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Last Updated: Monday, 21 June, 2004, 17:07 GMT 18:07 UK
Salt: Is the food industry doing enough?
Cheeseburgers and chips, yesterday
The food industry has reacted angrily to government claims that it is not doing enough to cut salt levels.

Public health minister, Melanie Johnson, said she was unhappy with the industry's progress, and called for a rethink of current proposals.

However, industry representatives say they have taken a constructive approach and accused Ms Johnson of "inept political spin".

Last month, the Consumer's Association warned that the levels of fat and salt in pre-packaged food can vary greatly, and suggested that manufacturers could reduce levels without affecting taste.

Is enough being done to cut the salt content of pre-packaged food? Is the government right to be critical?


The following comments reflect the balance of opinion we have received so far.

No-one is forced to eat fast food
J.G., Scotland, UK
Surely it is your own responsibility what you put in your mouth. Put the information on the package and let people choose. It seems that everything that happens is always someone else's fault these days. Isn't it about time people started taking some personal responsibility for their own health, and stop trying to use the easy way out of blaming others. No-one is forced to eat fast food.
J.G., Scotland, UK

Salt absorbs water, bulking up the food, it blurs the taste so that more expensive flavourings don't have to be used in quantity, and it acts as a preservative. Basically it is a means to engineer food for maximum profit, quality has nothing to do with it. Take away salt and the supermarkets are forced into improving the overall quality of processed food, something that isn't in their shareholders' best interests!
Simon Mallett, Maidstone

So many people here have this misconception that people who have ready meals are somewhat lower class, arrogant or plain lazy. Granted someone who lives solely off these could well be classed as such. But this is the 21st century; you obviously have too much time on your hands. For me, if I get time out from work to buy, prepare, cook a fresh meal, that's great but all too often, it's just simply not possible!! So to cater for the needs of many people such as myself, convenience foods such as these should have reduced salt etc. To tag people who are busy yet food conscious, is foolish.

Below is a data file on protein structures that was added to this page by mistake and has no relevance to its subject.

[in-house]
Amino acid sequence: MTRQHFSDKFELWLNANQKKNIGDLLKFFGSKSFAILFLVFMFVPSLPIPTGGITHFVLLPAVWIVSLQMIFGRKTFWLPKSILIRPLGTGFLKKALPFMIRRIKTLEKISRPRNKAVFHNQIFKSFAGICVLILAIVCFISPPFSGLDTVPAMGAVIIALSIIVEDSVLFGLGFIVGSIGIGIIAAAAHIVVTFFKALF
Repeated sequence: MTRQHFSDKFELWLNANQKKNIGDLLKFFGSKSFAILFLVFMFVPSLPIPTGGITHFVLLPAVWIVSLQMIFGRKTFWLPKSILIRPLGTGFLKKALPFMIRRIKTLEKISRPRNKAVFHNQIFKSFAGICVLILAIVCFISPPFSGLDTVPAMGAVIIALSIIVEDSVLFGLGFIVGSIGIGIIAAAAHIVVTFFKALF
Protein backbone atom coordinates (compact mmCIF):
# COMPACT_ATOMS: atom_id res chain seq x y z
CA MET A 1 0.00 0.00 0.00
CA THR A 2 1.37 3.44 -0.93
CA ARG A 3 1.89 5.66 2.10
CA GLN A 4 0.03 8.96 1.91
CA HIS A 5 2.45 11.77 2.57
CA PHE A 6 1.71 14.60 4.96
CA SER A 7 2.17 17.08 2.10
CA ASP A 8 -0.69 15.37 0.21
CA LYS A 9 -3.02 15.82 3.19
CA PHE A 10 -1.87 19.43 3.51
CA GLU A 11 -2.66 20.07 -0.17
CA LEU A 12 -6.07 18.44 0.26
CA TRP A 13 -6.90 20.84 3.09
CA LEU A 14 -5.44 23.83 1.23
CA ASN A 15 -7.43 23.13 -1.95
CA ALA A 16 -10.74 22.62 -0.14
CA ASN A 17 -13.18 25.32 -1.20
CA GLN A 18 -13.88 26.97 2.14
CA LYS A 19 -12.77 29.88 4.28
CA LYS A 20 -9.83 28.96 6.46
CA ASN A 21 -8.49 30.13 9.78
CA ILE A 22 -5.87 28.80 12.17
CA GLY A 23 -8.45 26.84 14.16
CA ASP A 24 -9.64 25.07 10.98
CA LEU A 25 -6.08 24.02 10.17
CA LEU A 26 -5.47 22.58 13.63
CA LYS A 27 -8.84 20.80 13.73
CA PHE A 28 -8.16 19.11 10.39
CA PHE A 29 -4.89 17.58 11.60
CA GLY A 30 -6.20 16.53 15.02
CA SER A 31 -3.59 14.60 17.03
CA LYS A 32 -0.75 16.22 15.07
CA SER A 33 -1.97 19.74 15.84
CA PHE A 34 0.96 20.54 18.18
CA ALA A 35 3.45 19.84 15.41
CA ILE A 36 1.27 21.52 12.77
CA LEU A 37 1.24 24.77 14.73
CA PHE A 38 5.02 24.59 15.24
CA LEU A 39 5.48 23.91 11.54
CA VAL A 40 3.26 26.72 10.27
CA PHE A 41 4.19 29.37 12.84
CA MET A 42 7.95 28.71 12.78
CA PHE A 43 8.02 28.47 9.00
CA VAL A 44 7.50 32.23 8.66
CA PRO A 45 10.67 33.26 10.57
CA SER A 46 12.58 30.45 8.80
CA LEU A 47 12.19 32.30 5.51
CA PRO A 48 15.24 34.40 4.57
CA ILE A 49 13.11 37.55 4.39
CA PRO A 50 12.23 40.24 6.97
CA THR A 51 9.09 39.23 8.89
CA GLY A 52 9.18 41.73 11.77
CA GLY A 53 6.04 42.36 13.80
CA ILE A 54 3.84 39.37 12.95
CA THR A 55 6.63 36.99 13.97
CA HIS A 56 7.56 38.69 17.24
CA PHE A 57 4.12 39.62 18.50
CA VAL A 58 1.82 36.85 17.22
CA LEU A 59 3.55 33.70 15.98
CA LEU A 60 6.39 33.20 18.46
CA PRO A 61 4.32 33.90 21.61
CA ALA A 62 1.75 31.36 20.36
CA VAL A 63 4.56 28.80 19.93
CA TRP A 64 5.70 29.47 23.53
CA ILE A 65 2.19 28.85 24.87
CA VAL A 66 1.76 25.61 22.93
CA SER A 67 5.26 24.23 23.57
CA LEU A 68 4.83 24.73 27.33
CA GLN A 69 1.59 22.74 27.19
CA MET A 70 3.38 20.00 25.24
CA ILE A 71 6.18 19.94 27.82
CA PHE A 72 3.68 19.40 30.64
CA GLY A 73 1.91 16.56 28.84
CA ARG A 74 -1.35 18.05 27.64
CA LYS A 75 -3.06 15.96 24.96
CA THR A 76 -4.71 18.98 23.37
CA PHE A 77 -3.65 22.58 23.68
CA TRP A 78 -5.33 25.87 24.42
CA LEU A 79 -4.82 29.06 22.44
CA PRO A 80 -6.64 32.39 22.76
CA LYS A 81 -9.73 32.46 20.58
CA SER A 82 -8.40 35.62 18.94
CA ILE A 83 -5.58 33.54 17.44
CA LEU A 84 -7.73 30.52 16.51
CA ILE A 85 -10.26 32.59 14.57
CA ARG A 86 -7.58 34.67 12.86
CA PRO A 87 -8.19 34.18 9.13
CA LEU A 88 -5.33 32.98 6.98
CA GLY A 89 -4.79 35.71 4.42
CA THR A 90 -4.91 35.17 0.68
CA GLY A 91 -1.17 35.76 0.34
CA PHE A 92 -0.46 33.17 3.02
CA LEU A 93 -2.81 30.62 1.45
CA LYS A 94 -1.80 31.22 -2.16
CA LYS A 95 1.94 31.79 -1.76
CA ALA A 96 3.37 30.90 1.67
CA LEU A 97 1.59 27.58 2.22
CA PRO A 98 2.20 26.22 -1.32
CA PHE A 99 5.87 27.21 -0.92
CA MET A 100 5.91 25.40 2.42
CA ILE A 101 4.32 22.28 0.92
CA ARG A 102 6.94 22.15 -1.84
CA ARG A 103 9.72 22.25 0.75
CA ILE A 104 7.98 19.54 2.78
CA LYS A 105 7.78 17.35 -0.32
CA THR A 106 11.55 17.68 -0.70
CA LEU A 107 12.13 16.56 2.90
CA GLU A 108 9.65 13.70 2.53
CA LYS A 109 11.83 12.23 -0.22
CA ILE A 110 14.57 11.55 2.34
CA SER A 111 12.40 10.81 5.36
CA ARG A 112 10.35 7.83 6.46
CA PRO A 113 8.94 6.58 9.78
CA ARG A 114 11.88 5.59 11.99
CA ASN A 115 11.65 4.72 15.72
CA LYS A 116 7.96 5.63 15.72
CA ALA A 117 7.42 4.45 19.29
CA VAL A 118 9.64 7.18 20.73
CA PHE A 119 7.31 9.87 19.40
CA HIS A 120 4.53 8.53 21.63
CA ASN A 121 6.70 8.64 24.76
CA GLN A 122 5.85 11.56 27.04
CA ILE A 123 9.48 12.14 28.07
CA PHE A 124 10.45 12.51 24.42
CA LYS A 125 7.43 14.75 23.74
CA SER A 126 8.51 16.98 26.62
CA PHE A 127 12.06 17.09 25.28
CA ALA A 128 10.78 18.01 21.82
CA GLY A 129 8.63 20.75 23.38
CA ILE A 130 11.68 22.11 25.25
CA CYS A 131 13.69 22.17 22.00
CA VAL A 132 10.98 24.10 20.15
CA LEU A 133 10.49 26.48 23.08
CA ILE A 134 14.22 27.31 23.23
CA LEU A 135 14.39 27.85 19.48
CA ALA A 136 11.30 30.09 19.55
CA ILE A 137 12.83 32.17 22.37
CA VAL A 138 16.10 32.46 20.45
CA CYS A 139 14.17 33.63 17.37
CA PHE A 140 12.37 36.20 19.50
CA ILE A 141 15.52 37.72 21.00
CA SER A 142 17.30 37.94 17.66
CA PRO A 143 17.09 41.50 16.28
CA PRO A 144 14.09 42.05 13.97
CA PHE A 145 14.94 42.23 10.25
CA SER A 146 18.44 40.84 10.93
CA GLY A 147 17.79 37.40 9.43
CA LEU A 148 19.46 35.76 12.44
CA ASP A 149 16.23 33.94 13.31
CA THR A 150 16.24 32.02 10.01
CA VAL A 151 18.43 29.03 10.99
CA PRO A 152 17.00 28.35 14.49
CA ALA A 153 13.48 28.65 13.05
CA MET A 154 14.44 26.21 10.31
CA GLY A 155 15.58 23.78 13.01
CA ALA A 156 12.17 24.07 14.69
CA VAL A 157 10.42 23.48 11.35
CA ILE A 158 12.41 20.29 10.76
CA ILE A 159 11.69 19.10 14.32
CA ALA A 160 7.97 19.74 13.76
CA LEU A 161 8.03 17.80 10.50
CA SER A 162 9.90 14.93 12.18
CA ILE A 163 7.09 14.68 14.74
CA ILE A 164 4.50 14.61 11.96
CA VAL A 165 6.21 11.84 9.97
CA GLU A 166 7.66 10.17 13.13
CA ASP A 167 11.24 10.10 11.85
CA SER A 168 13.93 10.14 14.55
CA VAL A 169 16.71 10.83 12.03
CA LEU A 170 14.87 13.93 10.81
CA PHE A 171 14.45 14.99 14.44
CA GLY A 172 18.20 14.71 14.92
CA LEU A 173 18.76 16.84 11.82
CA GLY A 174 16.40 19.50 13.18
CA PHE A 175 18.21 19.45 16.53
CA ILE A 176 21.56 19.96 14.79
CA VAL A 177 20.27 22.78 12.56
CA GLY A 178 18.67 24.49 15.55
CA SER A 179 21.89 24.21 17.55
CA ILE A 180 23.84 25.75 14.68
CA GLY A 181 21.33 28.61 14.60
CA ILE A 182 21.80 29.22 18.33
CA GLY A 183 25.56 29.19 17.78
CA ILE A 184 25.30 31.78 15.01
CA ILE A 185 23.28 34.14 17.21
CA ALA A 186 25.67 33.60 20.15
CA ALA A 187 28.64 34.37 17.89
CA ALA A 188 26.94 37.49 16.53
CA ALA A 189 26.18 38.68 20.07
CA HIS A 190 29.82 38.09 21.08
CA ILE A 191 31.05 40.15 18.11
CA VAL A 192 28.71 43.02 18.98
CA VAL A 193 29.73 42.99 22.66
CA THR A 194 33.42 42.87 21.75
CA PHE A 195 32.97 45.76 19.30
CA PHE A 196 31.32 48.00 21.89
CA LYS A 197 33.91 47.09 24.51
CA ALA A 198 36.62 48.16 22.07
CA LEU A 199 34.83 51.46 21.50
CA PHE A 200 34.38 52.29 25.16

John Mayock, Hampshire, UK

Salt is not limited to only the new pre-packaged or fast food
Collis, W. Virginia, USA
I just wish to remind everyone here that in the ages before the arrival of refrigeration, your ancestors preserved food for the winter by salting it. The legacy of this is manifested in such dishes as pickled herring, pickled cucumbers, pickled cabbage - sauerkraut as it is commonly known, pickled meats, you get the picture. Salt is not limited to only the new pre-packaged or fast food.
Collis, W. Virginia, USA

I work in a fast food restaurant - the chicken nuggets have a new recipe with reduced salt, and if anyone wants their chips without salt, we are happy to make a separate batch for them.
Matt, Arbroath, Scotland

Surely everyone must now be aware that processed foods contain too much salt. People who care about their health can cook fresh food and those who don't can eat junk if they wish. It's a question of personal choice and I do not feel it is the responsibility of the state to do any more than educate.
Richard, Chesham, UK

A bag of crisps costs the same as an apple
Nige, England
This isn't just about being able to afford things. A bag of crisps costs the same as an apple, yet the people whose kids are constantly stuffing their faces with salty crisps complain about the cost of fruit. If consumers stopped buying the heavily salted foods the manufacturers would soon take notice. Or you could be reckless and cook for yourself. A lot of people complain about not having time but somehow find the time to go to the pub and watch TV all evening.
Nige, England

I think some people here need to realise that it can genuinely be difficult to find the time to cook decent meals every day. I love cooking and experimenting with food - but I'm often busy weekday evenings and have to grab what I can, or don't get home until 8pm and just don't have the time or energy to start cooking a proper meal. Also, many delicious non-junk foods are not exactly low in salt -Parma ham anyone?
Alice, Brighton

The government is not critical enough. The health of the whole nation is at stake both for now and the future.
Raymond Rudaizky, London, U.K.